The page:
I have always liked Centropyge angels. In the wild, if you are lucky to see one, they rarely stray from their territory of hiding places. If I have a Centropyge in a tank I don't expect to see it but for fleeting glances. They should be in and out of coral hiding spots constantly picking. They can't do that in a minimalist scape. Even large angels like a cave. Tangs need lots of swimming area but they also need a large surface area to graze. I have had fat and happy Mandarins that show up just in the evenings as they often do in the wild.
A beautiful healthy coral REEF tank should be just that, a thriving reef. That in its self is a work of art. If you want a piece of decorative art in your living room get a piece of sculpture :).

20090123_Seldom Stans Place_194517_29096.jpg 20111205_Day 2 Apo Is_202134_25346.jpg 20111212_Day 8 Cebu Sumilon_010411_26498-2.jpg 20111213_Day 9 Dauin_033126_26755.jpg
If one were really after a "natural" tank that single colony in the middle with some damsels or anthias would more than fill even large hobbyist tanks alone.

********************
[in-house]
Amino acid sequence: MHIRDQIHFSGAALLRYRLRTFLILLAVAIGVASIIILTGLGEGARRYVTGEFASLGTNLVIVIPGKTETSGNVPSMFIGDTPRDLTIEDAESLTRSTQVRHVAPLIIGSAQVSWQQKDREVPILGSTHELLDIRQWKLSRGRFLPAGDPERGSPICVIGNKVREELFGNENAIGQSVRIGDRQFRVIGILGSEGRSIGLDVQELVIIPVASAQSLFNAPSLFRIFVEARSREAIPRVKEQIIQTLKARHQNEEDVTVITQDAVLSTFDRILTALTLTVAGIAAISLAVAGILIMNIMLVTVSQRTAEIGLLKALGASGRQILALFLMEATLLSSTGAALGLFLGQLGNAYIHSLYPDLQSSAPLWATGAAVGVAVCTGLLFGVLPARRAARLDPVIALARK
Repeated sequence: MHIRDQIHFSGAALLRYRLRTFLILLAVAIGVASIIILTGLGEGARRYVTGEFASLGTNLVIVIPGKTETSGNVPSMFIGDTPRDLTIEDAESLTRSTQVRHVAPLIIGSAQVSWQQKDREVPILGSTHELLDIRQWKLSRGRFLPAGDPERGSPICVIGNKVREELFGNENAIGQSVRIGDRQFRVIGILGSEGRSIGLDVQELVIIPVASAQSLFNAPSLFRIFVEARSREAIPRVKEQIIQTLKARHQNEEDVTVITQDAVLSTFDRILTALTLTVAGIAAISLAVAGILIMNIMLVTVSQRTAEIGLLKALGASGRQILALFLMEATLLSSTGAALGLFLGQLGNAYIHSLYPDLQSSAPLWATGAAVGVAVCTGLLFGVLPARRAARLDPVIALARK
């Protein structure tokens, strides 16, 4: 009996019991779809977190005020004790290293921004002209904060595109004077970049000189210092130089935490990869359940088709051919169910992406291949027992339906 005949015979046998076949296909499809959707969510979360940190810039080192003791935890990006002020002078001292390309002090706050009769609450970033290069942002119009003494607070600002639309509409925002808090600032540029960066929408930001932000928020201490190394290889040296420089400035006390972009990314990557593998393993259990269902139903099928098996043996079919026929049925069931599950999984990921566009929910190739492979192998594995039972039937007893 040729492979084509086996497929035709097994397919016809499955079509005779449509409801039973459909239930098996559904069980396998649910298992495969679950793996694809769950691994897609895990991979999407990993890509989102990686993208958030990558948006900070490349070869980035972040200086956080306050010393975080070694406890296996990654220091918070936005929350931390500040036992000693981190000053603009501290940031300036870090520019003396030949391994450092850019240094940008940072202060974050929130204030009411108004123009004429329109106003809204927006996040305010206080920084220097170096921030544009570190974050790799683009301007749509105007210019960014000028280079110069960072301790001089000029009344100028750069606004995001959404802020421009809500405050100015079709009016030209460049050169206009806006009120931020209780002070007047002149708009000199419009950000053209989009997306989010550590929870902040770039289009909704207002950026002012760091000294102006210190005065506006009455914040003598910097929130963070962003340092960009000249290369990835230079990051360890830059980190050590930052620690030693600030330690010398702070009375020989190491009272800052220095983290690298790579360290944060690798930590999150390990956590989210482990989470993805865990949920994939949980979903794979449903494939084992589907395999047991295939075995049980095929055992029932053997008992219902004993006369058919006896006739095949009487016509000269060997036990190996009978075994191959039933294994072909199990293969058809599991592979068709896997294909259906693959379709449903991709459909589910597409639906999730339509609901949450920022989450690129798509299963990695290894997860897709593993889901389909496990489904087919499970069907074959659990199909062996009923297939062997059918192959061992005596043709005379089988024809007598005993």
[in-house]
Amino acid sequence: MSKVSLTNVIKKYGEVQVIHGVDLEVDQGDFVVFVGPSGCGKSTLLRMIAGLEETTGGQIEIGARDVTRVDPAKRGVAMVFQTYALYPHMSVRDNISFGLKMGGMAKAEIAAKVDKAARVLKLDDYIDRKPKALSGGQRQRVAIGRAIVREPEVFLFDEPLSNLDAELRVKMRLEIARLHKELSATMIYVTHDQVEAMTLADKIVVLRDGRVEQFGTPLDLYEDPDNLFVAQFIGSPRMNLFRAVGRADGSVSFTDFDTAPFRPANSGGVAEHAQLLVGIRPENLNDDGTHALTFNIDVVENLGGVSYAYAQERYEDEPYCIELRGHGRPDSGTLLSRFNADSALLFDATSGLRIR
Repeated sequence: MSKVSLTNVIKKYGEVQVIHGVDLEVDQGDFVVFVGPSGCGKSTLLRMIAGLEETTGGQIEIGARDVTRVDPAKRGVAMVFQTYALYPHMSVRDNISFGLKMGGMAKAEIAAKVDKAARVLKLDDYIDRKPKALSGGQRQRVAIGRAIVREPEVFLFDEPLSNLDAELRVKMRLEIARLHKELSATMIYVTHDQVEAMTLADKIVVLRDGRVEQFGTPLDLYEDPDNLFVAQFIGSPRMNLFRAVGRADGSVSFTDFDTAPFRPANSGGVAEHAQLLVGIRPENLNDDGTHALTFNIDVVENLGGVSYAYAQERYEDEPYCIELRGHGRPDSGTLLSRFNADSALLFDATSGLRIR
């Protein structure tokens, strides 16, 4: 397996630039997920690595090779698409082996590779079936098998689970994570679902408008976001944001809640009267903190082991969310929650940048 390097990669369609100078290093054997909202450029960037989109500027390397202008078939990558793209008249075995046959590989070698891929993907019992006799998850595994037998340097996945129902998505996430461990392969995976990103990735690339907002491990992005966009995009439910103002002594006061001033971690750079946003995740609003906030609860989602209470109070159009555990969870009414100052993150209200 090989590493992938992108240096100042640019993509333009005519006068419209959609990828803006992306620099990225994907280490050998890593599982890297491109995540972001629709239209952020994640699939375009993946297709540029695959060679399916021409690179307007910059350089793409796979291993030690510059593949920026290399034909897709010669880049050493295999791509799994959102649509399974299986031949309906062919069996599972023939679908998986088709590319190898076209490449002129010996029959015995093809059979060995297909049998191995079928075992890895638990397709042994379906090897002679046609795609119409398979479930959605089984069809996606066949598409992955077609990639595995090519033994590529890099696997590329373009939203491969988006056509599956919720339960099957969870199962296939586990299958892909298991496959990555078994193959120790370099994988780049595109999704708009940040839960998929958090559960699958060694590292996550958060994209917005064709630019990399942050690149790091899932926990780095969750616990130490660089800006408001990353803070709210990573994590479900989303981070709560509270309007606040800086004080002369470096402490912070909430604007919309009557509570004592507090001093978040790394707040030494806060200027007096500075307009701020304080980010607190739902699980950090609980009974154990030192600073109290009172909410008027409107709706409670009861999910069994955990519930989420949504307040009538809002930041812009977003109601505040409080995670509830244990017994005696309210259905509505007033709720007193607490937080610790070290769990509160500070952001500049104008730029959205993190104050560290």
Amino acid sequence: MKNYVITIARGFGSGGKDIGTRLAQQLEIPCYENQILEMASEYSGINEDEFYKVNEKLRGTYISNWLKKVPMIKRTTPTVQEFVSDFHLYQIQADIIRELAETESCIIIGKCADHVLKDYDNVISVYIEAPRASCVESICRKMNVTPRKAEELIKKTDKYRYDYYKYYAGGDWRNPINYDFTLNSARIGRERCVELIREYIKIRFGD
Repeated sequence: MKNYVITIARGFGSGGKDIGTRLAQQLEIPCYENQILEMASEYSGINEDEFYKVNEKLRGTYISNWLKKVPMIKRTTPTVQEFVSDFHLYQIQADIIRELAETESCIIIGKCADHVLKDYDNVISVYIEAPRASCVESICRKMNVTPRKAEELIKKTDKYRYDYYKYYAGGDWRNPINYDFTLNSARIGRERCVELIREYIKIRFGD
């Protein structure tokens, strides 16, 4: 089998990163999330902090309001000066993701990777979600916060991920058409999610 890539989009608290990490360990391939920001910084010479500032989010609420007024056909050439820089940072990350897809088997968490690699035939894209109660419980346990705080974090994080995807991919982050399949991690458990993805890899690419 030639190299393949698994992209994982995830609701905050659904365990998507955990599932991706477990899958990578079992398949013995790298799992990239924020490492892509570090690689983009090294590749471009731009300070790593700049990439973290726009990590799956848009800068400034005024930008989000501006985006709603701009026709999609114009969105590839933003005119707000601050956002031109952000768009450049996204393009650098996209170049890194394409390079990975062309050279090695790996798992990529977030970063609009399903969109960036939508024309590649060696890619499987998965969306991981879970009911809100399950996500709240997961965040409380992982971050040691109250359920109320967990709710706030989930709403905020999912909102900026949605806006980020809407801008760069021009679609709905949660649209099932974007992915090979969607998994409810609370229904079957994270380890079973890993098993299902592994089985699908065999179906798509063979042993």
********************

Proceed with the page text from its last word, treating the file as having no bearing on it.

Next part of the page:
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jcolliii

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If one were really after a "natural" tank that single colony in the middle with some damsels or anthias would more than fill even large hobbyist tanks alone.
I agree with this. And I will further add that if natural was a key concern, then NSA might be even more 'natural' in terms of the scale of our tanks - zoom in on the base of the reef. It's a mangled tangle of branches, caverns and caves. But even more to the point, reefs are not collections of small, highly diverse coral species all laid out next to each other - they are often monocultures.
 

vlangel

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I have a DSB and probably more than a lb of rock per gallon. Some of my very large dense rock make up the retaining wall to hold back the DSB. That means much of my rock surface is covered in sand but I have a 56 g column tank so it has plenty of height for rock above the sand. My display tank mimics a crest reef and has worked very well for my blennies, gobies and other smaller fish. I did leave some open water on the left side for fish that prefer that. This aquascape will not appeal to everyone but it is very natural looking and also creates a great bio-filter.